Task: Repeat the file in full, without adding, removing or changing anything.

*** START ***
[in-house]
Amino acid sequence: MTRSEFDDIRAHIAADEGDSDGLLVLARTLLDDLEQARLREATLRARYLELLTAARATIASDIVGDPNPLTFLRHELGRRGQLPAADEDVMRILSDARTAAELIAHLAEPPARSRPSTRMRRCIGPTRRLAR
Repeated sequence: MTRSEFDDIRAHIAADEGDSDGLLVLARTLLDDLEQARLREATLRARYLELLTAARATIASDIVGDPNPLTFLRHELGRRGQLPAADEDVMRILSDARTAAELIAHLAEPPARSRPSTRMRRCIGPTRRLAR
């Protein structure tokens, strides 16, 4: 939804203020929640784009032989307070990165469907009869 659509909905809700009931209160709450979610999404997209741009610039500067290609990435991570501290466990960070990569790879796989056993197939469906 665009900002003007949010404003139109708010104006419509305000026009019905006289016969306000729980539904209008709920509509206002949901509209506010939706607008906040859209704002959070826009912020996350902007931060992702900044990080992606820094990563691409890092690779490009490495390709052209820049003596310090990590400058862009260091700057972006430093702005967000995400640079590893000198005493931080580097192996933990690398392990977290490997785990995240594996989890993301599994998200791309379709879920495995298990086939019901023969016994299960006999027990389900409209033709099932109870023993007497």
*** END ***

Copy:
[in-house]
Amino acid sequence: MTRSEFDDIRAHIAADEGDSDGLLVLARTLLDDLEQARLREATLRARYLELLTAARATIASDIVGDPNPLTFLRHELGRRGQLPAADEDVMRILSDARTAAELIAHLAEPPARSRPSTRMRRCIGPTRRLAR
Repeated sequence: MTRSEFDDIRAHIAADEGDSDGLLVLARTLLDDLEQARLREATLRARYLELLTAARATIASDIVGDPNPLTFLRHELGRRGQLPAADEDVMRILSDARTAAELIAHLAEPPARSRPSTRMRRCIGPTRRLAR
């Protein structure tokens, strides 16, 4: 939804203020929640784009032989307070990165469907009869 659509909905809700009931209160709450979610999404997209741009610039500067290609990435991570501290466990960070990569790879796989056993197939469906 665009900002003007949010404003139109708010104006419509305000026009019905006289016969306000729980539904209008709920509509206002949901509209506010939706607008906040859209704002959070826009912020996350902007931060992702900044990080992606820094990563691409890092690779490009490495390709052209820049003596310090990590400058862009260091700057972006430093702005967000995400640079590893000198005493931080580097192996933990690398392990977290490997785990995240594996989890993301599994998200791309379709879920495995298990086939019901023969016994299960006999027990389900409209033709099932109870023993007497």